in the double capacity of preceptor and ally.

II. Xenophon, at a later period, enumerates the Dolopians among the subjects
of Jason, tyrant of Pheras. We afterward find Dolopia a frequent subject of
contention between the ^Etolians, who had extended their dominion to the bor
ders of this district, and the kings of Macedon. It was finally conquered by
Perseus, the last Macedonian monarch.


THESE were few in number, and of little note. We may
mention, 1. Ctimene or Ctemene, perhaps the most important
of all. Stephanus mentions the tradition of its having been
ceded by Peleus, father of Achilles, to Phoenix. Livy gives
the form of the name corrvjptly as Cymine. It is supposed to
have stood near the northwestern shore of the Lake Xynias,
now the Lake of Taukli, and the name Ctemeno is still at
tached to a site in this quarter. 2. Phalachthia^ to the north-

GR.ECIA. 501

west of Ctimene, and now Falaclia. 3. Sosthcms, to the west
of the preceding, said still to retain its name, and near the
sources of the River Phoenix, now the Emicassos, and a tribu
tary of the Apidanus. 4. Metropolis, to the north of the pre
ceding according to Cramer, but some distance to the north
west according to Leake. It must not be confounded with the
place of the same name in Estiseotis.


I. THE Greeks gave the name of Magnesia to that narrow portion of Thessaly
which is confined between the mouth of the Peneus and the Sinus Pagasaeus to
the north and south, and between the chain of Ossa and the sea on the west and
east. The people of this district were called Magnetes, and appear to have been
in possession of it from the most remote period.

II. Among the mountains in this district may be mentioned, 1. Mount Homole,
the extreme point of Magnesia to the north. It was probably a portion of the
chain of Ossa, and was celebrated by the poets as the abode of the ancient Cen
taurs and Lapithae, and a favorite haunt of Pan. From Pausanias we learn that
it was extremely fertile, and well supplied with springs and fountains. One of
these was apparently the Libethrian fountain, spoken of by Pliny and Lycophron.
Strabo says that Mount Homole was near the mouth of the Peneus, and Apollo-
nius describes it as close to the sea. 2. Mount Ossa, named by the modern
Greeks Kissovo, and extending from the right bank of the Peneus along the
Magnesian coast to the chain of Pelion. It was supposed that Ossa and Olym
pus were once united, but that an earthquake had rent them asunder, thus form
ing, as already remarked, the vale or defile of Tempe. This locality, too, was
famous in the legends of poetry, the giants, in their attempt to scale the heavens,
having sought to pile Ossa upon Olympus, and Pelion upon Ossa. 3. Mount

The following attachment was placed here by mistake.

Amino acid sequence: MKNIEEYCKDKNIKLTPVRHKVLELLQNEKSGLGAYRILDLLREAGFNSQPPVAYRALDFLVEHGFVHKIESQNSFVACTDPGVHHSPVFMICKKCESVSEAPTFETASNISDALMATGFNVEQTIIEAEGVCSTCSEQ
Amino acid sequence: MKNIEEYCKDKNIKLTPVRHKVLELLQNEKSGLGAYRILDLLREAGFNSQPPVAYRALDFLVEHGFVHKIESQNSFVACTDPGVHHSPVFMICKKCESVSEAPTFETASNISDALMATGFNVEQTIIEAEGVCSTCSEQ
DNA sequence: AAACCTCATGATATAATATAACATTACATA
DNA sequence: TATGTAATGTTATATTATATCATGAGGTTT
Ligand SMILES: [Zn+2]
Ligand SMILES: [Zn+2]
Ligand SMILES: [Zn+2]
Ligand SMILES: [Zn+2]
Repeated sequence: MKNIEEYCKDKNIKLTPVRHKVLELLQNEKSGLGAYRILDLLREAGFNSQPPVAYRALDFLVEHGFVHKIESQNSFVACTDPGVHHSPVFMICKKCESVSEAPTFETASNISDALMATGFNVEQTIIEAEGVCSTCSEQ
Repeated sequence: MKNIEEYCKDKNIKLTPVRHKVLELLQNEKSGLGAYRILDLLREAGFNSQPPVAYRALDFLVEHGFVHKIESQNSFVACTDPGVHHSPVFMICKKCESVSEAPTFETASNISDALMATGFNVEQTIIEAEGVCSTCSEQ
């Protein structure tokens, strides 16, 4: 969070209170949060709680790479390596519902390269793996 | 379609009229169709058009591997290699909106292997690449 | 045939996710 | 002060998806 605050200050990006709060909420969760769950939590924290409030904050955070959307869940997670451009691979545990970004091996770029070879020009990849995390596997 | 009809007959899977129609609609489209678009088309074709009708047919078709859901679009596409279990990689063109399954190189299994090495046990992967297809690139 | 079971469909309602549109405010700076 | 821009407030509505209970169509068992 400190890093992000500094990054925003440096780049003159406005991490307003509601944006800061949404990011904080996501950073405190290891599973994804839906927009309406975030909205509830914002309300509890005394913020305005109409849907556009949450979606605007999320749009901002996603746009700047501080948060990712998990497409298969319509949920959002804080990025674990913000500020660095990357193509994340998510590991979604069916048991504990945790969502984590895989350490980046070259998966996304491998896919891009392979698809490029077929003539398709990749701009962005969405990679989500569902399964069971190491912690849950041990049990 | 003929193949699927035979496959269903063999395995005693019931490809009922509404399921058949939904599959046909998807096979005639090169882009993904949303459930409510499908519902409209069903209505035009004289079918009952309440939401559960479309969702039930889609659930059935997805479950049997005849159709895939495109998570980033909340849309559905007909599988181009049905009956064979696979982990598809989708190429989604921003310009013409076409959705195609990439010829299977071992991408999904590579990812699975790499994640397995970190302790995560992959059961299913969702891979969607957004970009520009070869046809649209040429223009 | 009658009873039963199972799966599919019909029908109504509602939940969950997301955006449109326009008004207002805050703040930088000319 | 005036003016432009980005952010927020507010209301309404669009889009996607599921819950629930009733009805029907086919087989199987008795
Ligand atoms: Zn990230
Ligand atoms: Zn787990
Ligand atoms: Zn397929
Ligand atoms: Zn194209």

Pelion, whose principal summit rises behind lolcos and Ormenium, forms a chain
of some extent from the southeastern extremity of the Lake Boebeis, where it
unites with one of the ramifications of Ossa, to the extreme promontory of Mag
nesia. Homer alludes to this mountain as the ancient abode of the Centaurs,
who were ejected by the Lapithae. It was, however, more especially the haunt
of Chiron, whose cave, as Dicaearchus relates, occupied the highest point of the
mountain. Euripides and other poets speak of the forests of Pelion. On the
most elevated part of the mountain was a temple dedicated to Jupiter Actaeus,
to which a troop of the noblest youths of the city of Demetrias ascended every
year, at the rising of the dog-star, by appointment of the priest, and such was
the cold experienced on the summit that they wore the thickest woollen fleeces
to protect themselves from the inclemency of the weather. Leake makes the
modern name of Pelion Mount Plessidhi.


1. Homolium, at the foot of Mount Homole, and on the right
bank of the Peneus. It s ood probably near the modern Fieri,
where is now the convent of St. Demetrius. 2. Myrce, below
the mouth of the Peneus, mentioned by Scylax. 3. Eurymence,
below the preceding, and also on the coast. 4. Rhizus, south


of the preceding, and on the coast. Its ruins are a little to the
south of Cape Pozi, and close to the village of that name.
5. Meliboea, on the coast, a little to the south, and assigned by
Homer to Philoctetes. Livy places it at the base of Mount
Ossa, in that part which stretches toward the plains of Thessaly
above Demetrias. Leake fixes its site at a place called Castri,
not far beyond Dhemata, where now exists only a monastery
of St. John Theologus. 6. Lacerea, to the northwest of the
preceding, and close to the shores of the Lake Boebei s. It was
the birth-place of the nymph Coronis, the mother of ^Escula-
pius. The Lake Boebei s is now the Lake of Carla. 7. Amy-
ruSj southwest of Melibcea, and on a river of the same name,
8. Casthancea^ on the coast below Meliboea, and noticed by

Online LibraryCharles AnthonA system of ancient and mediæval geography for the use of schools and colleges → online text (page 54 of 89)